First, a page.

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2021 March 29

Sant Pau administers the first CAR-T of its own production for Hodgkin and non-Hodgkin lymphoma T in Europe

The first CAR-T immunotherapy drug produced entirely in Sant Pau (academic) and administered to the first patient is part of a pioneering clinical trial in Europe of CAR-T phase I / II immunotherapy for the autologous treatment of classical Hodgkin lymphoma and relapsed / refractory CD30 + non-Hodgkin T CD30 + lymphoma, funded by the Carlos III Health Institute and the Josep Carreras Leukaemia Foundation.

Recent publications

de Barrios O, Parra M

Epigenetic Control of Infant B Cell Precursor Acute Lymphoblastic Leukemia.

Int J Mol Sci 18 Mar 2021, 22 (6) .
B-cell precursor acute lymphoblastic leukemia (BCP-ALL) is a highly aggressive malignancy, with poorer prognosis in infants than in adults. A genetic signature has been associated with this outcome but, remarkably, leukemogenesis is commonly triggered by genetic alterations of embryonic origin that involve the deregulation of chromatin remodelers. This review considers in depth how the alteration of epigenetic profiles (at DNA and histone levels) induces an aberrant phenotype in B lymphocyte progenitors by modulating the oncogenic drivers and tumor suppressors involved in key cancer hallmarks. DNA methylation patterns have been widely studied in BCP-ALL and their correlation with survival has been established. However, the effect of methylation on histone residues can be very different. For instance, methyltransferase
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Munshi NC, Anderson LD, Shah N, Madduri D, Berdeja J, Lonial S, Raje N, Lin Y, Siegel D, Oriol A, Moreau P, Yakoub-Agha I, Delforge M, Cavo M, Einsele H, Goldschmidt H, Weisel K, Rambaldi A, Reece D, Petrocca F, Massaro M, Connarn JN, Kaiser S, Patel P, Huang L, Campbell TB, Hege K, San-Miguel J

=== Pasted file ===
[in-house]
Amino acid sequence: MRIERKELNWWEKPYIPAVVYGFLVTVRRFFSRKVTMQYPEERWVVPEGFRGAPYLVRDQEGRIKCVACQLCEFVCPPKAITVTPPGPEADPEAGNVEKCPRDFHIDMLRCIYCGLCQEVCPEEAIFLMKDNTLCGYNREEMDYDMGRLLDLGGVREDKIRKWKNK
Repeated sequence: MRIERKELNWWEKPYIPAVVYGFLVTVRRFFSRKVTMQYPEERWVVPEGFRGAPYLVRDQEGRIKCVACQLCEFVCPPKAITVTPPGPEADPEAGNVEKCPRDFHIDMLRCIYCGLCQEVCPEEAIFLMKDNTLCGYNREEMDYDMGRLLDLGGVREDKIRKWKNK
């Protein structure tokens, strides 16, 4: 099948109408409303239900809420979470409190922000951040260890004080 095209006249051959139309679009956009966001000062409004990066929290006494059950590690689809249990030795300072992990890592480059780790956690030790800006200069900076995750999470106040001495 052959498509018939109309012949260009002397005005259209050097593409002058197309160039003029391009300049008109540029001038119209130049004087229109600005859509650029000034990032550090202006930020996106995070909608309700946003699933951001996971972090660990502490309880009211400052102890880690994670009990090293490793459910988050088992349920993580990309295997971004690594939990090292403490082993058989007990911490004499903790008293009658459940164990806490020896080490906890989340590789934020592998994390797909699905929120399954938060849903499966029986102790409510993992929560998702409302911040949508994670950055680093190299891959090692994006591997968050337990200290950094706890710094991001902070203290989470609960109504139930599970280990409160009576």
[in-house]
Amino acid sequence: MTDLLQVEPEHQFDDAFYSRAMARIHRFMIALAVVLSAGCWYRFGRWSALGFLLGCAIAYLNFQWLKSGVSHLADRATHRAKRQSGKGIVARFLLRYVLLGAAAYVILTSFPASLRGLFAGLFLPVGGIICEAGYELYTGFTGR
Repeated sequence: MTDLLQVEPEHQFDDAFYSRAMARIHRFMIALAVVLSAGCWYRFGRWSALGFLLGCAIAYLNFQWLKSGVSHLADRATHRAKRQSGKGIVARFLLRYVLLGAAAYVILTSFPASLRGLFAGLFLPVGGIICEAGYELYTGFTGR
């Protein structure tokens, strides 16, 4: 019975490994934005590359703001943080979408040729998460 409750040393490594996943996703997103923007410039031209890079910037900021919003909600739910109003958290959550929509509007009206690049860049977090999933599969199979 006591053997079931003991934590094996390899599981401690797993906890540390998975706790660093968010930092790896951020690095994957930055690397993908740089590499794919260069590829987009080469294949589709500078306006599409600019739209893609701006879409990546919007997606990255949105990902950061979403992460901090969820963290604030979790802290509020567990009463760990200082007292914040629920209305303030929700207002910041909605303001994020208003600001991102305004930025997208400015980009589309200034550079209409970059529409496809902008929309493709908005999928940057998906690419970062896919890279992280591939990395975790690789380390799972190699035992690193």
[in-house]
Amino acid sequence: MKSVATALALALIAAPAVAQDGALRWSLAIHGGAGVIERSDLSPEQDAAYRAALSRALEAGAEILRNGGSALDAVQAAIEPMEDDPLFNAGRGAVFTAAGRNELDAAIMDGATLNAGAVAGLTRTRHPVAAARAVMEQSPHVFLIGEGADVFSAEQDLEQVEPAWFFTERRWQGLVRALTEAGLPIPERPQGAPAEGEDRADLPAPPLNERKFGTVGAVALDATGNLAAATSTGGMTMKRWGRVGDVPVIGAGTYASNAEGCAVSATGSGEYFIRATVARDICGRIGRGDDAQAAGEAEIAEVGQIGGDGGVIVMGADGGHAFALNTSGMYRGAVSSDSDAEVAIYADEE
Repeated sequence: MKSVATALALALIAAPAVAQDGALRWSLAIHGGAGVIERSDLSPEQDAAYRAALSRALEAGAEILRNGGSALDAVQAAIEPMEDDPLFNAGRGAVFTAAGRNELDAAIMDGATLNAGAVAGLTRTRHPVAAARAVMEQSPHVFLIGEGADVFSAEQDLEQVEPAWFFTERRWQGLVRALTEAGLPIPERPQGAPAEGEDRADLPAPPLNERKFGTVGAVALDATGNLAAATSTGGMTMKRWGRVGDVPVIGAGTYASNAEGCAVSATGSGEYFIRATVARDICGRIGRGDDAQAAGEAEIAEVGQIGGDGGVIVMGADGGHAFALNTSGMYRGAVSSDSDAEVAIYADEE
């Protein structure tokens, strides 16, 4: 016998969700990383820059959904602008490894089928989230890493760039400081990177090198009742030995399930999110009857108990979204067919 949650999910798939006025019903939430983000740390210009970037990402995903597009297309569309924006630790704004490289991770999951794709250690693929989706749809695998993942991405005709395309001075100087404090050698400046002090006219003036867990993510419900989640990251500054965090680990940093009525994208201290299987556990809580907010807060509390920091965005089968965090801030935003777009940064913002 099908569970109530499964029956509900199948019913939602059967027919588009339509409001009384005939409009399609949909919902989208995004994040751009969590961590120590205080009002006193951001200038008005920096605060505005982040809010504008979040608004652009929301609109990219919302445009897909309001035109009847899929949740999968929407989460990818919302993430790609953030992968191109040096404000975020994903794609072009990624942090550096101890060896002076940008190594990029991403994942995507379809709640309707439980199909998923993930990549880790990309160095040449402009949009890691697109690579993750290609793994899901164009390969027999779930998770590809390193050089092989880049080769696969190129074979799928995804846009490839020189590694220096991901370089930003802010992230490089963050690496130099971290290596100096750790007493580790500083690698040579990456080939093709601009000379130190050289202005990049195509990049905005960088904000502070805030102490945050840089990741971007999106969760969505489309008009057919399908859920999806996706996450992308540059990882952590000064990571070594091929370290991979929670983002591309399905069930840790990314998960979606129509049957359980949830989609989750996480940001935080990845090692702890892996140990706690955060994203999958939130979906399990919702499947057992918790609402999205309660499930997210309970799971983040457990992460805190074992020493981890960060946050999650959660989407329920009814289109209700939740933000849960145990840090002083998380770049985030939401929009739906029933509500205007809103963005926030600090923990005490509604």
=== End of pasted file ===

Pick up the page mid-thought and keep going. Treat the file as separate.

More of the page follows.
Idecabtagene Vicleucel in Relapsed and Refractory Multiple Myeloma.

N Engl J Med 25 Feb 2021, 384 (8) 705-716.
Background: Idecabtagene vicleucel (ide-cel, also called bb2121), a B-cell maturation antigen-directed chimeric antigen receptor (CAR) T-cell therapy, has shown clinical activity with expected CAR T-cell toxic effects in patients with relapsed and refractory multiple myeloma. Methods: In this phase 2 study, we sought to confirm the efficacy and safety of ide-cel in patients with relapsed and refractory myeloma. Patients with disease after at least three previous regimens including a proteasome inhibitor, an immunomodulatory agent, and an anti-CD38 antibody were enrolled. Patients received ide-cel target doses of 150 × 106 to 450 × 106 CAR-positive (CAR+) T cells. The primary end point was an overall response (partial response or better); a key secondary end point was a complete response or better (comprising complete and stringent complete responses). Results: Of 140 patients enrolled, 128 received ide-cel. At a median follow-up of 13.3 months, 94 of 128 patients (73%) had a response, and 42 of 128 (33%) had a complete response or better. Minimal residual disease (MRD)-negative status (<10-5 nucleated cells) was confirmed in 33 patients, representing 26% of all 128 patients who were treated and 79% of the 42 patients who had a complete response or better. The median progression-free survival was 8.8 months (95% confidence interval, 5.6 to 11.6). Common toxic effects among the 128 treated patients included neutropenia in 117 patients (91%), anemia in 89 (70%), and thrombocytopenia in 81 (63%). Cytokine release syndrome was reported in 107 patients (84%), including 7 (5%) who had events of grade 3 or higher. Neurotoxic effects developed in 23 patients (18%) and were of grade 3 in 4 patients (3%); no neurotoxic effects higher than grade 3 occurred. Cellular kinetic analysis confirmed CAR+ T cells in 29 of 49 patients (59%) at 6 months and 4 of 11 patients (36%) at 12 months after infusion. Conclusions: Ide-cel induced responses in a majority of heavily pretreated patients with refractory and relapsed myeloma; MRD-negative status was achieved in 26% of treated patients. Almost all patients had grade 3 or 4 toxic effects, most commonly hematologic toxic effects and cytokine release syndrome. (Funded by bluebird bio and Celgene, a Bristol-Myers Squibb company; KarMMa ClinicalTrials.gov number, NCT03361748.).
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Pamela Acha, Laura Palomo, Francisco Fuster-Tormo, Bianca Xicoy, Mar Mallo, Ana Manzanares, Javier Grau, Silvia Marcé, Isabel Granada, Marta Rodríguez-Luaces, María Díez-Campelo, Lurdes Zamora, Francesc Solé

Analysis of Intratumoral Heterogeneity in Myelodysplastic Syndromes with Isolated del(5q) Using a Single Cell Approach

Cancers 2021, 13(4), 841 17 Feb 2021, .